Last Updated 24 Mar 2020

Muted Group Theory and the Little Mermaid

Category Theories
Essay type Research
Words 813 (3 pages)
Views 406

Muted Group Theory This topic is to basically analyze the theory of Muted Group and to see how it correlates with Walt Disney’s The Litter Mermaid. What is Muted Group Theory? Muted Group Theory was first proposed by Edwin Ardner and the theory is an attempt to explain why certain groups in society are muted which means they are either silent or just not heard. Edwin Ardener was an anthropologist who discovered that a group becomes mute due to the lack of power that is experienced of a group with a low status.

Ardener then realized that this particular theory might form more of a gender perspective. Females are seen as being constructed differently and it is these specific differences that cause females to act in a different way as opposed to males. It is these reasons that women and minorities are to be considered muted groups because they are considered to be of a lower status than the dominant groups. Ardener called the theory the muted group because these muted groups are liken to black holes since they are muffled, overlooked and invisible (Griffin. 003: Prentice. 2005: Rogers 1978). It is not necessarily always seen that women are automatically muted or feel like a muted group but women believe that have no choice in order to “fit in” other than to change the way they act and talk. Women still live in a world that is dominated by men and women have taken the backseat to a man for centuries and depending on some cultures, the status of women and how they are viewed is not likely to change any time soon.

There is quite a bit of power play being executed in environments where a specific group because of gender, race, or cultural background cannot be heard for who they are, but rather only by acting in ways they are reflective of who is “listening”, the dominant group. It would not be until Cheris Kramarae offered a different perspective to the Muted Group Theory. According to Cheris Kramarae, language is something that was constructed by man. The words and thoughts of women are ignored in our society.

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Because of this, it is difficult for women to express their experiences as opposed to men. Kramarae further stated that language does not serve all its speakers in an equal manner regardless of the culture because women are not as free as men to say what they want, when they want, and where they want. Men have a dominant control of society and how the members of society should express themselves. As such, different terms are used to describe tasks done by both males and females even when they are doing the exact same thing.

It is also because of this that most sexual suggestions that are considered degrading are usually referring to women than to men (Anderson & Haddad 2005; Eckert & McConnel-Ginet, 1992; Epstein, 1986; Griffin, 2003; Prentice. 2005: West. 1983). In Order for women to express themselves to others, they must do so as how males express themselves (Epstein, 1986; Griffin, 2003; Rogers. 1978; Stets & Burke. 1996) One of Kramarae’s first published articles explains why women are perceived differently in the world and how they are not only less powerful but a group that does not speak a similar language as men.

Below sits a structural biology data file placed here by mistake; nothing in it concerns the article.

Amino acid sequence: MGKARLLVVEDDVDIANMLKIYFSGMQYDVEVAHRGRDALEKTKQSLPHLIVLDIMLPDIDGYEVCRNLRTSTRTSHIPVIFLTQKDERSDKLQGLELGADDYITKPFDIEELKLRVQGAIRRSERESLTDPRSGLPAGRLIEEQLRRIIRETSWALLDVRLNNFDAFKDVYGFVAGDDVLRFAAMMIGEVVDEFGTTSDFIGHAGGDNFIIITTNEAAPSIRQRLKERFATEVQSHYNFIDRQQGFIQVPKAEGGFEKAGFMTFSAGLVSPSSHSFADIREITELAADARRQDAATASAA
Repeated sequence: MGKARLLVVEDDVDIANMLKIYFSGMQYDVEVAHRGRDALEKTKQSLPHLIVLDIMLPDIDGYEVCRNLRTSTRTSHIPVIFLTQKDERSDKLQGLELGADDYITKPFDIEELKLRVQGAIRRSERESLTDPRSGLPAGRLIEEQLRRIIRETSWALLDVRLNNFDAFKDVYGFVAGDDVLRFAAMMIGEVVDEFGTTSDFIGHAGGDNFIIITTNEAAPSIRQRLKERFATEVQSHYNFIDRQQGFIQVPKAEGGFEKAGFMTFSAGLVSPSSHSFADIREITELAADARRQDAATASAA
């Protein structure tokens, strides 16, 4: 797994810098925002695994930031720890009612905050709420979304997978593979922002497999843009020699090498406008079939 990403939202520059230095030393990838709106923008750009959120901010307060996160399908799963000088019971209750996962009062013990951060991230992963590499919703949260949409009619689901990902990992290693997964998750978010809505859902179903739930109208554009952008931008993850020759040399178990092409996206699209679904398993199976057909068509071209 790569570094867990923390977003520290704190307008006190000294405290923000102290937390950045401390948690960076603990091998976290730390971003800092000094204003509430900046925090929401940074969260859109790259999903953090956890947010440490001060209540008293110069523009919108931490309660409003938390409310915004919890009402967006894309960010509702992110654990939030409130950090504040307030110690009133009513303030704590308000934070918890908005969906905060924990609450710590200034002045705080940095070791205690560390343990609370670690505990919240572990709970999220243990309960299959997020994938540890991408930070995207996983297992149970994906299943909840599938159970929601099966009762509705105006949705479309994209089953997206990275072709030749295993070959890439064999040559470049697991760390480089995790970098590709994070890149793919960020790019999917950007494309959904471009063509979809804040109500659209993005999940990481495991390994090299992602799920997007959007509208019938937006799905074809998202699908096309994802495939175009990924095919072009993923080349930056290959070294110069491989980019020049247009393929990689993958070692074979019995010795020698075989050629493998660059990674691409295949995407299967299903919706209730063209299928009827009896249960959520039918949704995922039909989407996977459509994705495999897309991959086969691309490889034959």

Men and women speak a different language. According to popular belief, at least, the speech of women is weaker and less effective than the speech of men. Our culture has many jokes about the quality of women’s speech . . .. Compared to male speech, the female form is supposed to be emotional, vague, euphemistic, sweetly proper, mindless, endless, high-pitches, and silly" (p. 82). The Muted Group Theory does not necessarily explain all the possible ways woman can interact to obtain their desired goals within an organization or something along those lines.

Some women use certain techniques and tactics in which they are inherently strong and it is these particular women who can overcome the male power. One prime example of a women overcoming male power is the classic Disney Movie “the Little Mermaid”. When Walt Disney released its adaptation of Hans Christian Andersen’s “The Little Mermaid,” it had become a box-office hit. Yet, the movie captured the attention not just of young girls back in the late 1980’s but sociologists and anthropologists as well since the movie became a perfect example of whey they had termed as the “muted group theory. References Griffin, E. M. (1991). A first look at communication theory (3rd Ed. ). New York: McGraw-Hill Companies, Inc. ISU Communication Studies. (n. d. ). Context of communication. Muted Group Theory Information Page. (1998, April 8). Kramarae, C. (1996). Classified information: Race, class, and (always) gender. In J. Wood (Ed. ), Gendered relationships (pp. 20-38). Mountain View, CA: Mayfield. Kramarae, C. (1981). Women and men speaking: Frameworks for analysis. Rowley, MA: Newbury House.

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